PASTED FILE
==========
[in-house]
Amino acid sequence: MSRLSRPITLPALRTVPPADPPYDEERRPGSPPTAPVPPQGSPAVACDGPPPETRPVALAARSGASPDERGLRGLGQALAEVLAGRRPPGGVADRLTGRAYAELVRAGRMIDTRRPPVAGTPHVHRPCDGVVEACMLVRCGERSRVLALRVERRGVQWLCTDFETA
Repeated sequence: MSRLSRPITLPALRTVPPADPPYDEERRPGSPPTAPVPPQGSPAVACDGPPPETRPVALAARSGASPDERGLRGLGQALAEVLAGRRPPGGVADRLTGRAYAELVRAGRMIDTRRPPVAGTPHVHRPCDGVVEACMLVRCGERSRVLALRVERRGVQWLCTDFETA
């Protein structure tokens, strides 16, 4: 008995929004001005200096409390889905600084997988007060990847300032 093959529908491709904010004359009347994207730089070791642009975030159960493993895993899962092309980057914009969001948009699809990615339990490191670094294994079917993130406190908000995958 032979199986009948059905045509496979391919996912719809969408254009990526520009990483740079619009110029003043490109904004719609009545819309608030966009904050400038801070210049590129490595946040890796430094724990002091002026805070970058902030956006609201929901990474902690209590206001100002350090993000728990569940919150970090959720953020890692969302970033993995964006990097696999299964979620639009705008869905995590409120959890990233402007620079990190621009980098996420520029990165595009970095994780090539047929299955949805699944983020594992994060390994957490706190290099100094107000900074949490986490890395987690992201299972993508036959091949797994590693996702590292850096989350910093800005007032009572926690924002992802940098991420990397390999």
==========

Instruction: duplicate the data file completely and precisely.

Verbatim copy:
[in-house]
Amino acid sequence: MSRLSRPITLPALRTVPPADPPYDEERRPGSPPTAPVPPQGSPAVACDGPPPETRPVALAARSGASPDERGLRGLGQALAEVLAGRRPPGGVADRLTGRAYAELVRAGRMIDTRRPPVAGTPHVHRPCDGVVEACMLVRCGERSRVLALRVERRGVQWLCTDFETA
Repeated sequence: MSRLSRPITLPALRTVPPADPPYDEERRPGSPPTAPVPPQGSPAVACDGPPPETRPVALAARSGASPDERGLRGLGQALAEVLAGRRPPGGVADRLTGRAYAELVRAGRMIDTRRPPVAGTPHVHRPCDGVVEACMLVRCGERSRVLALRVERRGVQWLCTDFETA
């Protein structure tokens, strides 16, 4: 008995929004001005200096409390889905600084997988007060990847300032 093959529908491709904010004359009347994207730089070791642009975030159960493993895993899962092309980057914009969001948009699809990615339990490191670094294994079917993130406190908000995958 032979199986009948059905045509496979391919996912719809969408254009990526520009990483740079619009110029003043490109904004719609009545819309608030966009904050400038801070210049590129490595946040890796430094724990002091002026805070970058902030956006609201929901990474902690209590206001100002350090993000728990569940919150970090959720953020890692969302970033993995964006990097696999299964979620639009705008869905995590409120959890990233402007620079990190621009980098996420520029990165595009970095994780090539047929299955949805699944983020594992994060390994957490706190290099100094107000900074949490986490890395987690992201299972993508036959091949797994590693996702590292850096989350910093800005007032009572926690924002992802940098991420990397390999």